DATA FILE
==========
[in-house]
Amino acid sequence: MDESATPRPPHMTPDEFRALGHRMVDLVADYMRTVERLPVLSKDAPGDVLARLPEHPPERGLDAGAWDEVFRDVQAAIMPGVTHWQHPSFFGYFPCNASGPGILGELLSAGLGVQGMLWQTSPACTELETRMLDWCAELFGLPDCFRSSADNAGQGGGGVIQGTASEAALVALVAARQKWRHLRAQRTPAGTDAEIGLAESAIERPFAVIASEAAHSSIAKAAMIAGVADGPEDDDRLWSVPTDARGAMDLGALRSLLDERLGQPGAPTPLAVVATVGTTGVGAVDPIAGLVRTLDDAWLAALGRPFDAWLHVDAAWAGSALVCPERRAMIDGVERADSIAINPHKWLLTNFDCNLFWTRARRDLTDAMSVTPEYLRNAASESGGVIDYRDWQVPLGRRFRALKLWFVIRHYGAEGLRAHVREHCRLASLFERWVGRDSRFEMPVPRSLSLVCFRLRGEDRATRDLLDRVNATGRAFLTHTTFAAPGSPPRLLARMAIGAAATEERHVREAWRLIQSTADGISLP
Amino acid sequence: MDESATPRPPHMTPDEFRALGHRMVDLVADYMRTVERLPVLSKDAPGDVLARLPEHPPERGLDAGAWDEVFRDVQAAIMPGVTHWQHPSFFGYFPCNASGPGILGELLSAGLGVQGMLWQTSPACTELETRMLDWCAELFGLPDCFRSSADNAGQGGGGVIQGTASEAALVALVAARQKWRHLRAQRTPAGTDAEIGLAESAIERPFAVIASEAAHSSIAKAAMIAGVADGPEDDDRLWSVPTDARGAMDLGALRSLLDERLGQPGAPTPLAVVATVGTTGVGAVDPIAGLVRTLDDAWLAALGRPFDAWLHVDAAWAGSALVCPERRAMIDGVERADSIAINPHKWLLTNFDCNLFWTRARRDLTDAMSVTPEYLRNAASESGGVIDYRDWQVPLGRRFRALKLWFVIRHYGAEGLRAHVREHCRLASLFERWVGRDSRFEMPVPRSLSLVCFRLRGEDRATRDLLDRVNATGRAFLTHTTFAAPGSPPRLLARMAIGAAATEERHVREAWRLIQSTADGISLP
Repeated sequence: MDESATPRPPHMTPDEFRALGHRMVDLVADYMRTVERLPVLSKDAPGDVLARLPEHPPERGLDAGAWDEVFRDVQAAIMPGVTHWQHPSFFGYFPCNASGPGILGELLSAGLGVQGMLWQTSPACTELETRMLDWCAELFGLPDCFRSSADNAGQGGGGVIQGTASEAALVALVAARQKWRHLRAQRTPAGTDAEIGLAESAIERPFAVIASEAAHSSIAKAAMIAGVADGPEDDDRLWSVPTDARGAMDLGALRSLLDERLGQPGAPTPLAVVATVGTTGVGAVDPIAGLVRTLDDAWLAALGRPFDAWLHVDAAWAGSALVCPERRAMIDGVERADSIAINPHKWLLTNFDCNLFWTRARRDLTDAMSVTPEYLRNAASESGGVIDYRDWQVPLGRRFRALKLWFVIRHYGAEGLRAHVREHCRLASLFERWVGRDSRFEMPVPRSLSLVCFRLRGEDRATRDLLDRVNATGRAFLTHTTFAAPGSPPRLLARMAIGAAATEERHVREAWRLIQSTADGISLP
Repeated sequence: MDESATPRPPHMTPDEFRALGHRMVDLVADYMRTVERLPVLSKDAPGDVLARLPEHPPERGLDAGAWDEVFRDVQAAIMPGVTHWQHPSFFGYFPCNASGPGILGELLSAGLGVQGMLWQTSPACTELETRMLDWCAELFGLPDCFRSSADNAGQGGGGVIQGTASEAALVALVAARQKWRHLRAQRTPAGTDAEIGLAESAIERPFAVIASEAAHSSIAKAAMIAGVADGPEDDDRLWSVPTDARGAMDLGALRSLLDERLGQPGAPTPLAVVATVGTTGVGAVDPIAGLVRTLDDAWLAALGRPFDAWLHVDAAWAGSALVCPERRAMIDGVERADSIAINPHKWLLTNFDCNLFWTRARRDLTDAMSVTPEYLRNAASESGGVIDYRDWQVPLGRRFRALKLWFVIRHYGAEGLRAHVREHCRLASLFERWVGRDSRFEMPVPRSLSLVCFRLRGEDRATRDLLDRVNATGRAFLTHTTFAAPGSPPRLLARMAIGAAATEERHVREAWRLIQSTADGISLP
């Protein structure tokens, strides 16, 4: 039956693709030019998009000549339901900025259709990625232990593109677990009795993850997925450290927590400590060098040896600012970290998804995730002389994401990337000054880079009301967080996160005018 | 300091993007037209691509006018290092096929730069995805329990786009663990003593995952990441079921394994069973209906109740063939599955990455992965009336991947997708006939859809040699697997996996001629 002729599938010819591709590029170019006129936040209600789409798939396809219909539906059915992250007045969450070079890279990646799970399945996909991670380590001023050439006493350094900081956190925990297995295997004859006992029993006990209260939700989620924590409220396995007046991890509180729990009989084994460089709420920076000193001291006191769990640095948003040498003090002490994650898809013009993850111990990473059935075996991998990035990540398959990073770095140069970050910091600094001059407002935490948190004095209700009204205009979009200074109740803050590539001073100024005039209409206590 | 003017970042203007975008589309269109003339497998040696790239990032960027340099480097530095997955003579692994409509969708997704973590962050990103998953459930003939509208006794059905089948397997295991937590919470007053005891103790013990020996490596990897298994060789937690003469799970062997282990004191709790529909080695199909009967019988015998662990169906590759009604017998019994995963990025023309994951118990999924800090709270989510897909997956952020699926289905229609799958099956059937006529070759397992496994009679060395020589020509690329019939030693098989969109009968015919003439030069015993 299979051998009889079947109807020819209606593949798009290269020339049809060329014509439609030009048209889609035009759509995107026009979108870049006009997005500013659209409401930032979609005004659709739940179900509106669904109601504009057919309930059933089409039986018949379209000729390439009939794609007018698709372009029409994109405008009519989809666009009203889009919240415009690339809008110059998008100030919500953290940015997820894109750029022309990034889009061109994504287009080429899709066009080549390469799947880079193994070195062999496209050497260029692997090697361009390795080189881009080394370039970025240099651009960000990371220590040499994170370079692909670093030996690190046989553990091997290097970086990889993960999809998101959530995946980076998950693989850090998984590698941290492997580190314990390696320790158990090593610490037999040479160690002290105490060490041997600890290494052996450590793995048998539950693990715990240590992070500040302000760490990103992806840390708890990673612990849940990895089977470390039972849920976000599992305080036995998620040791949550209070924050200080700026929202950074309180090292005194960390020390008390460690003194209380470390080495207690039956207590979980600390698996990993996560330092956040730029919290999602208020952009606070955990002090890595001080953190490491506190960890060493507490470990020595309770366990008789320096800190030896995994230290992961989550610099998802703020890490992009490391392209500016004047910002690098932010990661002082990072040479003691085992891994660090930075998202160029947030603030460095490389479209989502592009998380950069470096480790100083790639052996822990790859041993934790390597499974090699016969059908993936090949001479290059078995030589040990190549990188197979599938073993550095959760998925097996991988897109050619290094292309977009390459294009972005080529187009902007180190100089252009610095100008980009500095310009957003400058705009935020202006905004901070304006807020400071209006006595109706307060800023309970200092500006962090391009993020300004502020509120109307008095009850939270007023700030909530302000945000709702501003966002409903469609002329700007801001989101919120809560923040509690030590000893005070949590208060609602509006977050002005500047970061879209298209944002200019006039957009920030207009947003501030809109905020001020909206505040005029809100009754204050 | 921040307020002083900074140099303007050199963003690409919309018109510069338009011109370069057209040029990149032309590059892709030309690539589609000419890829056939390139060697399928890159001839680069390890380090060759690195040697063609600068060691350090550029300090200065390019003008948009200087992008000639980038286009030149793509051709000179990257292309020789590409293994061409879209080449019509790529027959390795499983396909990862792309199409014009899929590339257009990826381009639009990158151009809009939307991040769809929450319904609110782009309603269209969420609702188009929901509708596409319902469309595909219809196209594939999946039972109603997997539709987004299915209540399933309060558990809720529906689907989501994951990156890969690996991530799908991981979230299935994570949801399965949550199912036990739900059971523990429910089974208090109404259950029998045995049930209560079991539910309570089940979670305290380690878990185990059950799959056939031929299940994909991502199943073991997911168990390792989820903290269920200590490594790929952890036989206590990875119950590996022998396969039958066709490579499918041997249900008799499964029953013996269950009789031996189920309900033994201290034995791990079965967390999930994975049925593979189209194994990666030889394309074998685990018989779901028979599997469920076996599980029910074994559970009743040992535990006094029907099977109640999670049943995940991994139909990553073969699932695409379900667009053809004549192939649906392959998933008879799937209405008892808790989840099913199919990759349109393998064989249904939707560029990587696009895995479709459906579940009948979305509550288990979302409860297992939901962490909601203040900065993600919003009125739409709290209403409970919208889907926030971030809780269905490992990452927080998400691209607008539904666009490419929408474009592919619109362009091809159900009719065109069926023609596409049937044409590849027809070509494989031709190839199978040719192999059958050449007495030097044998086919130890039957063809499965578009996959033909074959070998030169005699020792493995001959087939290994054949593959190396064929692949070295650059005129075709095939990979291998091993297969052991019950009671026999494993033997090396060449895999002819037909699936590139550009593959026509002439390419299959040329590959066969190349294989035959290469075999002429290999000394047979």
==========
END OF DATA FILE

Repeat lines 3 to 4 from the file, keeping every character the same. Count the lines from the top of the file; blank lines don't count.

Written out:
Amino acid sequence: MDESATPRPPHMTPDEFRALGHRMVDLVADYMRTVERLPVLSKDAPGDVLARLPEHPPERGLDAGAWDEVFRDVQAAIMPGVTHWQHPSFFGYFPCNASGPGILGELLSAGLGVQGMLWQTSPACTELETRMLDWCAELFGLPDCFRSSADNAGQGGGGVIQGTASEAALVALVAARQKWRHLRAQRTPAGTDAEIGLAESAIERPFAVIASEAAHSSIAKAAMIAGVADGPEDDDRLWSVPTDARGAMDLGALRSLLDERLGQPGAPTPLAVVATVGTTGVGAVDPIAGLVRTLDDAWLAALGRPFDAWLHVDAAWAGSALVCPERRAMIDGVERADSIAINPHKWLLTNFDCNLFWTRARRDLTDAMSVTPEYLRNAASESGGVIDYRDWQVPLGRRFRALKLWFVIRHYGAEGLRAHVREHCRLASLFERWVGRDSRFEMPVPRSLSLVCFRLRGEDRATRDLLDRVNATGRAFLTHTTFAAPGSPPRLLARMAIGAAATEERHVREAWRLIQSTADGISLP
Repeated sequence: MDESATPRPPHMTPDEFRALGHRMVDLVADYMRTVERLPVLSKDAPGDVLARLPEHPPERGLDAGAWDEVFRDVQAAIMPGVTHWQHPSFFGYFPCNASGPGILGELLSAGLGVQGMLWQTSPACTELETRMLDWCAELFGLPDCFRSSADNAGQGGGGVIQGTASEAALVALVAARQKWRHLRAQRTPAGTDAEIGLAESAIERPFAVIASEAAHSSIAKAAMIAGVADGPEDDDRLWSVPTDARGAMDLGALRSLLDERLGQPGAPTPLAVVATVGTTGVGAVDPIAGLVRTLDDAWLAALGRPFDAWLHVDAAWAGSALVCPERRAMIDGVERADSIAINPHKWLLTNFDCNLFWTRARRDLTDAMSVTPEYLRNAASESGGVIDYRDWQVPLGRRFRALKLWFVIRHYGAEGLRAHVREHCRLASLFERWVGRDSRFEMPVPRSLSLVCFRLRGEDRATRDLLDRVNATGRAFLTHTTFAAPGSPPRLLARMAIGAAATEERHVREAWRLIQSTADGISLP